Shanghai Envy


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I made a bad mistake at a wedding not too long ago — in Big Fork, Montana. I was sitting next to the sister-in-law of the bride who had to give a toast, something with flourish and some punch.
I had been thinking about Jeremy Bentham out there on Flathead Lake — and was thinking about a Bentham-inspired axiom that ‘happiness was a function of relative deprivation.’ I encouraged her to use that line regarding our friend “Tara” as a comment that she didn’t know how relatively unhappy her life was and happy it could be until she and her new husband met each other and married. I thought it was all rather touching — in theory. But the room of 200 people at the dinner went silent when the sister-in-law said it. There was some not so polite giggling — but the toastess recovered.
But let me try again. I just rode the Shanghai Maglev train that runs between the airport and Pudong. The trip was 7 minutes and 20 seconds — to go a long way. The top speed reached was 432 kilometers an hour — or 270 mph. It was amazing.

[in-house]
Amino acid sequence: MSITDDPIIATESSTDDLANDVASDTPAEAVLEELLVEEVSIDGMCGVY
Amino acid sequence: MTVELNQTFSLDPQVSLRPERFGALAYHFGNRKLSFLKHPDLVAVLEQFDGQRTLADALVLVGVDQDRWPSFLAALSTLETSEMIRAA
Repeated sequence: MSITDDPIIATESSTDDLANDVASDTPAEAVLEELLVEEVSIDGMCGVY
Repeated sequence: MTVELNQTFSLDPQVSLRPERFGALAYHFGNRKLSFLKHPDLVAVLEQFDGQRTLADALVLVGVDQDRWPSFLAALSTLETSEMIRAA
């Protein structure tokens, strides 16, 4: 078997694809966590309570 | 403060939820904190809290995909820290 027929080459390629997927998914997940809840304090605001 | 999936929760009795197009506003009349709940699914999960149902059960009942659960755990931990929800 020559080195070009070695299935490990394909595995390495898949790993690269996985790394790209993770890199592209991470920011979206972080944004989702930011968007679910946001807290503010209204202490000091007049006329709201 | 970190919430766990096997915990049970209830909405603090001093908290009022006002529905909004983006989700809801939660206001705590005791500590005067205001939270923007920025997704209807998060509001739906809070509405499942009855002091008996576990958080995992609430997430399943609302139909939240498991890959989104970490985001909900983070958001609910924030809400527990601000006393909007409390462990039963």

I want one — and am not sure what American technological leadership means when we don’t have anything like that in the U.S. We could travel from DC to New York in under an hour. I know that this may be an old debate for some, but now that I have experienced what could be, I’m now even more dissatisfied with the sorry state of America’s basic infrastructure.
Indeed, happiness (and unhappiness) are a function of relative deprivation.
And when I left Washington ten days ago, I was reading that it was going to take 15 years to extend a subway line from the DC metro to Dulles Airport — and that it would still take 1 hour and 20 minutes when completed to travel from downtown Washington to the Airport. Our social objectives should be higher than they are.
— Steve Clemons


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